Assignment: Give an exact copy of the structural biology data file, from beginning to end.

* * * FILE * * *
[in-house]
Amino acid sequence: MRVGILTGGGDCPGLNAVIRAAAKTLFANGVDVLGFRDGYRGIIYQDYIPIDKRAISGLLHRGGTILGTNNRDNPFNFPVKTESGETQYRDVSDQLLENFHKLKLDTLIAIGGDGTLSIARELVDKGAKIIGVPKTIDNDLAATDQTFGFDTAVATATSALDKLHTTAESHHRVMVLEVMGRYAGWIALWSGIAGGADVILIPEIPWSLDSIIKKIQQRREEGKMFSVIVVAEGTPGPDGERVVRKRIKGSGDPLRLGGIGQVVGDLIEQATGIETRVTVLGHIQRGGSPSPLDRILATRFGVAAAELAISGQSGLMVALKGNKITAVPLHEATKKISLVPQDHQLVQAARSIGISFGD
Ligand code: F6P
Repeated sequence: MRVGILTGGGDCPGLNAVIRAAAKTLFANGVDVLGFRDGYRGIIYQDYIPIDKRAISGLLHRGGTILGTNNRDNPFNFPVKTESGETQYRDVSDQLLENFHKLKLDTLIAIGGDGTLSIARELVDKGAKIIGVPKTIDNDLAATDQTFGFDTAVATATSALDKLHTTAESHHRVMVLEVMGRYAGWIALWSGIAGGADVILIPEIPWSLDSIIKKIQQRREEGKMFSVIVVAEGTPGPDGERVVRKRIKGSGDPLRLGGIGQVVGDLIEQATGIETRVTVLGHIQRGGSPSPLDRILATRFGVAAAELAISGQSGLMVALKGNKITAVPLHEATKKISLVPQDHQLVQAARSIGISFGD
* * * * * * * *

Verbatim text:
[in-house]
Amino acid sequence: MRVGILTGGGDCPGLNAVIRAAAKTLFANGVDVLGFRDGYRGIIYQDYIPIDKRAISGLLHRGGTILGTNNRDNPFNFPVKTESGETQYRDVSDQLLENFHKLKLDTLIAIGGDGTLSIARELVDKGAKIIGVPKTIDNDLAATDQTFGFDTAVATATSALDKLHTTAESHHRVMVLEVMGRYAGWIALWSGIAGGADVILIPEIPWSLDSIIKKIQQRREEGKMFSVIVVAEGTPGPDGERVVRKRIKGSGDPLRLGGIGQVVGDLIEQATGIETRVTVLGHIQRGGSPSPLDRILATRFGVAAAELAISGQSGLMVALKGNKITAVPLHEATKKISLVPQDHQLVQAARSIGISFGD
Ligand code: F6P
Repeated sequence: MRVGILTGGGDCPGLNAVIRAAAKTLFANGVDVLGFRDGYRGIIYQDYIPIDKRAISGLLHRGGTILGTNNRDNPFNFPVKTESGETQYRDVSDQLLENFHKLKLDTLIAIGGDGTLSIARELVDKGAKIIGVPKTIDNDLAATDQTFGFDTAVATATSALDKLHTTAESHHRVMVLEVMGRYAGWIALWSGIAGGADVILIPEIPWSLDSIIKKIQQRREEGKMFSVIVVAEGTPGPDGERVVRKRIKGSGDPLRLGGIGQVVGDLIEQATGIETRVTVLGHIQRGGSPSPLDRILATRFGVAAAELAISGQSGLMVALKGNKITAVPLHEATKKISLVPQDHQLVQAARSIGISFGD